Wednesday 29 August 2018


The post Global Spirit Tour Project break is over and it's back to work both in the day job and in the blogging sense. The Live In Scotland series (part 1 here and part 2 here) took a back seat because of the tour but it's now back. This episode looks at the band's three concerts in Scotland in 1982 which includes their first ever trip to my hometown Glasgow. It would not have been possible to write this without the three contributors Robert Weir, Trevor Thomson and Raymond Perry - thank you very much to each of you. Thanks you too to Depeche Mode Classic Photos & Videos for the photos (all theirs unless otherwise credited) and to DM Live Wiki for the links to the live shows. 

Depeche Mode live at Tiffany's, Glasgow, October 19, 1982
In 1982, Depeche Mode played 3 concerts in Scotland, one at the start of the year and two towards the end. For the first time, the band were touring without Vince Clarke. In his place was, of course, Alan Wilder, at that point the Peter Gordeno of his time*, playing with the band while not being a member. He would of course soon join up officially and he would remain a band member until 1995. If the internet had existed in 1982, I presume there would have been as much debate about Vince leaving as there continues to be about Alan leaving now. Anyway, post Vince, Depeche were a three piece band who turned into a four piece band for live purposes. Here is the story of how they rocked or, more accurately, synthed Scotland in 1982.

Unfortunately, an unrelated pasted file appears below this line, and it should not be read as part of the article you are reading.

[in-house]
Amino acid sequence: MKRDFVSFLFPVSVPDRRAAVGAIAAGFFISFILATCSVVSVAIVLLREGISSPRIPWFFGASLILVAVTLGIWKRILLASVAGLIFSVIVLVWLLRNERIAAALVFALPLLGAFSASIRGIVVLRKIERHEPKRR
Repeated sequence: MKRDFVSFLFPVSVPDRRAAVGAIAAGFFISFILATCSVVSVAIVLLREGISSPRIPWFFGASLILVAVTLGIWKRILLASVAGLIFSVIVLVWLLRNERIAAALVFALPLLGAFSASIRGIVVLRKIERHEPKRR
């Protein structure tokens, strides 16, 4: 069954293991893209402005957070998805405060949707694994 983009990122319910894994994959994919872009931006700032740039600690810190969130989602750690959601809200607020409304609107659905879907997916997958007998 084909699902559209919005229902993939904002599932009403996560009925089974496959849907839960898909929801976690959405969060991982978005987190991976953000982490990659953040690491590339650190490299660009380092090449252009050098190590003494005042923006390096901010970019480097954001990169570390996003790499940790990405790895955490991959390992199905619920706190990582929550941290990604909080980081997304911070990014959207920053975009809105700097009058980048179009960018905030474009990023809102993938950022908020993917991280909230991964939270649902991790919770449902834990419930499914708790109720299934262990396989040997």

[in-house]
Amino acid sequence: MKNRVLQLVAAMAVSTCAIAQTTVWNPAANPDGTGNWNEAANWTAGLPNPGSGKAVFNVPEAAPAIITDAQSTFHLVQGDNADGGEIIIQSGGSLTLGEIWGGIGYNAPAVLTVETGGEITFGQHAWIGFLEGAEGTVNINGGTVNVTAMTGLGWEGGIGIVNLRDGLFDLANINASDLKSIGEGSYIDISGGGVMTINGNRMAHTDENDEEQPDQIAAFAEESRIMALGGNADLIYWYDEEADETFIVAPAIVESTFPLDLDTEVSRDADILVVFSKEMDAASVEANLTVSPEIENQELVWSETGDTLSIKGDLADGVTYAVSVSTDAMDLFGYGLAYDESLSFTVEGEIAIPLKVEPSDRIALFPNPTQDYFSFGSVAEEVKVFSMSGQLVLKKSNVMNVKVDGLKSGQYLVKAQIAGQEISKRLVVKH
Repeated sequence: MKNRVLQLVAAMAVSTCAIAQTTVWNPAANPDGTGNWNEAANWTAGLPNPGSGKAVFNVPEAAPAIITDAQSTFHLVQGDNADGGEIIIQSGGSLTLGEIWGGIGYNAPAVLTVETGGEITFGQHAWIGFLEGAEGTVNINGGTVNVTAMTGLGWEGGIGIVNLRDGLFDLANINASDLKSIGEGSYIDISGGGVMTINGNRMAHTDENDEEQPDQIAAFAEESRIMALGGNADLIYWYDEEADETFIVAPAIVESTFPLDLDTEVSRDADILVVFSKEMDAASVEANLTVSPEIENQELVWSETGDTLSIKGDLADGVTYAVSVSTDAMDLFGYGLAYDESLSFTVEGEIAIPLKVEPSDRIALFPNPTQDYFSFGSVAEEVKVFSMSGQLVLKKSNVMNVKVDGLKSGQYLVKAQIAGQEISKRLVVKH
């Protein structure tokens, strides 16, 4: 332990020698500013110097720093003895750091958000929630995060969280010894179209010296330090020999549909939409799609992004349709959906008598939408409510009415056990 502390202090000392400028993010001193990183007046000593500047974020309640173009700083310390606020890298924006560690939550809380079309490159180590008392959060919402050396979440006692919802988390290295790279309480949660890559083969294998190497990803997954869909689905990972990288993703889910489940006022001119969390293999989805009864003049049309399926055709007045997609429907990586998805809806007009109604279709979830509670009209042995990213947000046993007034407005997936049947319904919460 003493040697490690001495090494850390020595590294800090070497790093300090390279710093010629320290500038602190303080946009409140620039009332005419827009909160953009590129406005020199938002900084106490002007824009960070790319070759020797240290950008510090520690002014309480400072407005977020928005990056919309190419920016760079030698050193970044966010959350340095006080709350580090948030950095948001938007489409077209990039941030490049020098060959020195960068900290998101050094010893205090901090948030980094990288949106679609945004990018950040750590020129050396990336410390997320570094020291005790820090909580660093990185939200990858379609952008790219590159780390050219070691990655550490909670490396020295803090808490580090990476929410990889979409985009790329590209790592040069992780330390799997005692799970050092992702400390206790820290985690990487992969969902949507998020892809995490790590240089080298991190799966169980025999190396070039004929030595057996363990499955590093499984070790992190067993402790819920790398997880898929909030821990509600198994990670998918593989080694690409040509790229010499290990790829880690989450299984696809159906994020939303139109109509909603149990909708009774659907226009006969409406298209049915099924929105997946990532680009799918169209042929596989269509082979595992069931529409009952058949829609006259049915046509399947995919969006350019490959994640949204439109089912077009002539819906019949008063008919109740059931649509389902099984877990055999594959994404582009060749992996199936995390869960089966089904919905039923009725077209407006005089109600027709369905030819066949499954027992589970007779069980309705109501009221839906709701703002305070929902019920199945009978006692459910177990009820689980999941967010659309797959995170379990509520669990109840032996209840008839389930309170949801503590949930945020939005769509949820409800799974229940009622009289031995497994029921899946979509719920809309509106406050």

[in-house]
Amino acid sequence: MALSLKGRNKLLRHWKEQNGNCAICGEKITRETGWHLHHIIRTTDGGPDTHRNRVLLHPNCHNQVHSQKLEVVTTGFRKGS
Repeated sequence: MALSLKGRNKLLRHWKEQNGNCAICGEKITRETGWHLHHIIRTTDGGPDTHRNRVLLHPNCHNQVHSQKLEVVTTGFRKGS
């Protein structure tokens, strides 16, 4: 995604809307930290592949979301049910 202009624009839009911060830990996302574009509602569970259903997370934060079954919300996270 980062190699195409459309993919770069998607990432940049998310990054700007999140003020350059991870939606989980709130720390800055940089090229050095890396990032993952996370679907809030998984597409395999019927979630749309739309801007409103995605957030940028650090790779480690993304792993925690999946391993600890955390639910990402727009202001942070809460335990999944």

(* Please note this was a joke. Don't hound me online and send me threatening emails. For the avoidance of doubt, Alan is NOT Peter Gordeno. Peter is far more talented.**)

(**Also a joke. Although Peter is a talented musician. Anyway...enough of this nonsense. One rule of DM blogging, indeed the only rule - never mention Alan. Or joke about Alan. Ok, two rules.)

21 February 1982, Tiffany's, Glasgow

The band's first post Vince tour was known as the See You tour. In case you didn't spot the cleverly hidden reason why it was called that, the band were on the road in support of their first ever Martin Gore written single, the glorious See You. It's a song that still remains the band's biggest selling U.K. single. That's right - it even outsold Soothe My Soul.  The See You tour took in Tiffany's in Glasgow, a venue that hosted many wonderful bands including Yazoo. Around the time Depeche played there, they were in a rose in a crown of punk thorns as you can see:

Tiffany's is now a Genting casino sadly, but back in 1982 it was a much more interesting place. It started life as the Locarno Ballroom in 1926, featuring a sprung dancefloor and a revolving stage among other things. No evidence exists of whether or not that stage was used for the Depeche show. 

The Locarno in 1982